Kuyper’s doctrine of sphere sovereignty receives significant attention in four chapters, and one of Mouw’s most interesting contributions to the Kuyperian conversation comes from his willingness to consider various ways to refine this well-known theory of structural and worldview pluralism. Sphere sovereignty is an idea Kuyper developed to articulate a world that is under the authority of the one true God, a God who structures the created order in such a way that various forms of social organization (church, family, business, state, education, and so forth) have their own integrity; it is also a way to carve out public space for confessional institutions such as Christian schools. Some discussions of this topic emphasize a strong distinction between sphere sovereignty and the Roman Catholic view of subsidiarity, which has a more vertical approach (one only moves up to the next level of institutions when it is necessary) in contrast to the more horizontal cast of Kuyper’s theory. Mouw argues that while it is important to place an emphasis on the integrity of spheres, at times there is a place (or even a need) for a vertical hierarchical dimension as Christians engage the various dimensions of life.
Mouw also gives attention to philosophical dimensions that stem from this line of Kuyper, such as the work of Herman Dooyeweerd. Mouw’s essay, “Modal Diversity in Dooyeweerd’s Thought,” will provide a helpful view of this philosopher’s approach to patterns of social interaction (modes) while presenting a good example of critical engagement and contemporary application.

Readers of this journal will be particularly interested in Mouw’s engagement with the work of Stephen J. Grabill in “Law, Covenant and Moral Commonalities.” The chapter expresses appreciation for the retrieval of natural law while also pointing to other ways that Reformed theologians have articulated the “commonness” that exists among all humans, regenerate or otherwise. Doctrines such as common grace and the idea of covenant are highlighted as ways in which humans can identify commonality though not in primarily cognitive ways. Mouw concludes that the natural-law tradition needs greater consideration but not exclusive attention as we consider human life together.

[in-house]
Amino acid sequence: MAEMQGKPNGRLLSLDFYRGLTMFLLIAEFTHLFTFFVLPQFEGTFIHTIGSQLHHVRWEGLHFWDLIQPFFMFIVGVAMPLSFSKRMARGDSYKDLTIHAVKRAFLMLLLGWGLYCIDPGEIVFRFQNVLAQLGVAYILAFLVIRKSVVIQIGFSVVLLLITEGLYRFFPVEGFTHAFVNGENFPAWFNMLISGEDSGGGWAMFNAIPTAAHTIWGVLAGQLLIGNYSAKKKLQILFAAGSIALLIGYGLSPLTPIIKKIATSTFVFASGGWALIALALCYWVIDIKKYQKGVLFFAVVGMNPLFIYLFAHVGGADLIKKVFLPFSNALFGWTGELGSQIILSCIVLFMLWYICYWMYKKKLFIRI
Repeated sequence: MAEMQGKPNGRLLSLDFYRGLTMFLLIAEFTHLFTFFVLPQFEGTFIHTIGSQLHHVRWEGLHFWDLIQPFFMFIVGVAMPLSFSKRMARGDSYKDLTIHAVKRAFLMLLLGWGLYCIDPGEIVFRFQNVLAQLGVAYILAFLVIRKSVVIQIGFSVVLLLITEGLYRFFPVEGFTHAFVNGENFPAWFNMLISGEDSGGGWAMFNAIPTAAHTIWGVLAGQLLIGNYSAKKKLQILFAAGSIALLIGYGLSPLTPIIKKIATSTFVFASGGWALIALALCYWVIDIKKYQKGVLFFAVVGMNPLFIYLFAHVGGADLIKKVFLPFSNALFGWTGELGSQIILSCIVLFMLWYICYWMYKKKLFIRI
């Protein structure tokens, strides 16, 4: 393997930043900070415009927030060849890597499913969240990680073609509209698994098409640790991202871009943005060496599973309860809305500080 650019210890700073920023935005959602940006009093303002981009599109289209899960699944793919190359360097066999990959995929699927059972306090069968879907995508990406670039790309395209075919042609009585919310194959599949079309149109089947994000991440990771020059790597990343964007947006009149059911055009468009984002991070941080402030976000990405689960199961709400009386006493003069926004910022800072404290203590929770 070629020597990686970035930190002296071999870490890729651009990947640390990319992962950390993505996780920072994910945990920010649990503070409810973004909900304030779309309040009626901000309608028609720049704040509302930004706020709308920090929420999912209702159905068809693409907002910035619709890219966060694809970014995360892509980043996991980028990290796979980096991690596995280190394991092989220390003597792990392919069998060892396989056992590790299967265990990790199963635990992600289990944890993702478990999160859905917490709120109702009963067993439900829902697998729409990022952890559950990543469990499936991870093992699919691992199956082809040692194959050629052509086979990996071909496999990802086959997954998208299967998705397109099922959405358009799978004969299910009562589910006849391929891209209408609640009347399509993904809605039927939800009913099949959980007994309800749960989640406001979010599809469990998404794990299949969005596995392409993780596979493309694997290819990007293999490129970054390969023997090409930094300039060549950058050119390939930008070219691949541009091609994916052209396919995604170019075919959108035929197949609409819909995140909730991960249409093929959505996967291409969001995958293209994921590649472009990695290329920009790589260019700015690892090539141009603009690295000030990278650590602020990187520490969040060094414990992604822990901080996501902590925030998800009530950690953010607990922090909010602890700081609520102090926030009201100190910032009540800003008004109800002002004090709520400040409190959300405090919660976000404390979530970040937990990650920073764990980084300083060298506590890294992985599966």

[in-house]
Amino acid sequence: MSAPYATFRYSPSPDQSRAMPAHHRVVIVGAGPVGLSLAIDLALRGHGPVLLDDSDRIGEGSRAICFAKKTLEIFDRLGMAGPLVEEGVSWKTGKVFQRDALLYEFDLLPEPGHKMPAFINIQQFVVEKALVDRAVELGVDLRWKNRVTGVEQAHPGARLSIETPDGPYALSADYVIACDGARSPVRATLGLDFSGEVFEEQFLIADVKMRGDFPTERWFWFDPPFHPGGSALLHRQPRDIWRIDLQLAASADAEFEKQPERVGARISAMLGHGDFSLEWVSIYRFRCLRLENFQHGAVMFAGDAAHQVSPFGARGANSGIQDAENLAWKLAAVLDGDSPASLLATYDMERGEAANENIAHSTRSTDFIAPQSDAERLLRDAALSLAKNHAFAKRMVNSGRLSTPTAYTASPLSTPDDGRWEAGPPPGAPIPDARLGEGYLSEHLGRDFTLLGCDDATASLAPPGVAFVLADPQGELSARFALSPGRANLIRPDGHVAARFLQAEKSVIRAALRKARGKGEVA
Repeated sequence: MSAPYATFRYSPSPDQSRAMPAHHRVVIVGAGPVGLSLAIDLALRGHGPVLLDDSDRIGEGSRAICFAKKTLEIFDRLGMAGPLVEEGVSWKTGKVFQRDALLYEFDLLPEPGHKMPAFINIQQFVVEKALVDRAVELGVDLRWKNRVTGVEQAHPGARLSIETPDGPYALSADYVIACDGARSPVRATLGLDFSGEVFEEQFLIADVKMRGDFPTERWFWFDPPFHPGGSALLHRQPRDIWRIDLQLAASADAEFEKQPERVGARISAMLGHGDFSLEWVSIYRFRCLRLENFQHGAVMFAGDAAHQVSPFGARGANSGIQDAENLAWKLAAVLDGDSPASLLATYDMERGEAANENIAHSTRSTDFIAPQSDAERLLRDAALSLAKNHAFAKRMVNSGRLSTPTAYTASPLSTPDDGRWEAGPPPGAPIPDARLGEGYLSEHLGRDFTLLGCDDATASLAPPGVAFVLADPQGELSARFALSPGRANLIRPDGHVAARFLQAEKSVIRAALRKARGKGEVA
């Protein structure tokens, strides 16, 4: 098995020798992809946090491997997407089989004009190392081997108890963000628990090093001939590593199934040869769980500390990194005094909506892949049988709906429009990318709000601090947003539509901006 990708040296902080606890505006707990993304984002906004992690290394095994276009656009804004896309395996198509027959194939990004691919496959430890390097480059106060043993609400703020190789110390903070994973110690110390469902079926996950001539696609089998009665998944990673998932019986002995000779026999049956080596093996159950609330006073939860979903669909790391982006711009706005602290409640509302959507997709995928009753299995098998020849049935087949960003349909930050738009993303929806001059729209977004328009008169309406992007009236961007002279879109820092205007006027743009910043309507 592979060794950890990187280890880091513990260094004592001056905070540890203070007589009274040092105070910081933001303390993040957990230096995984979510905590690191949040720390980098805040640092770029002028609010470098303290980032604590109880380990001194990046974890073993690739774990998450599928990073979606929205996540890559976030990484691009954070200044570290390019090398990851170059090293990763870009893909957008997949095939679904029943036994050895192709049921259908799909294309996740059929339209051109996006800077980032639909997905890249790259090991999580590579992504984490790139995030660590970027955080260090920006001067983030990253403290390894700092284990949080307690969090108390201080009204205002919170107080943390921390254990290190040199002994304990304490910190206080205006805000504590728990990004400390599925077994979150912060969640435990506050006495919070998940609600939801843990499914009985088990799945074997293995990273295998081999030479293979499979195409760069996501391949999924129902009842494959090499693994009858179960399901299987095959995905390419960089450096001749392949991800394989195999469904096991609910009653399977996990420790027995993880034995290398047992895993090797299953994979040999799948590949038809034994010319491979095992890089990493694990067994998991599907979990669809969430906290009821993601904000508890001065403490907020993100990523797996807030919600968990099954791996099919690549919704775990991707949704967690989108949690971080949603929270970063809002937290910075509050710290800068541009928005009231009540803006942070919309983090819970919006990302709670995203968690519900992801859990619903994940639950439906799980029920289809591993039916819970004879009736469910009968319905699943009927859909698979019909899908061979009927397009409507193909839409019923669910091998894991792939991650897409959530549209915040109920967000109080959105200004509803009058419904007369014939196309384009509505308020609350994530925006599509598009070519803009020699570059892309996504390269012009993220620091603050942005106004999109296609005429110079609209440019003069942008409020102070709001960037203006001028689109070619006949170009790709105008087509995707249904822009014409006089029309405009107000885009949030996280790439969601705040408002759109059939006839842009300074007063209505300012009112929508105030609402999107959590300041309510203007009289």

Following a very interesting chapter (“Creational Politics”) that sympathetically engages the Anabaptist tradition and specifically John Howard Yoder, there are several chapters in the latter half of the book that attend to the heirs of the Dutch Calvinist legacy. Klaas Schilder’s important contribution to faith and culture, splits in Calvinist denominations, the identity of genuine Christians, reflection on seminary education, the unique legacy of Dutch-American philosophical reflection, and the salvific status of infants in relation to baptism are covered; the ethnic emphasis should not dissuade any from entering these conversations and considering how the legacy of these Christians can illuminate the larger concerns of Christians everywhere. The book also contains a very helpful appendix that explains important terms and denominational identities.

While this reviewer wishes “the line of Kuyper” were familiar to most Protestants, such is not yet the case. This volume, along with Mouw’s recent introductory work to Abraham Kuyper, helpfully contributes to the aim of making this important theological legacy more prominent.
—Vincent Bacote
Wheaton College, Illinois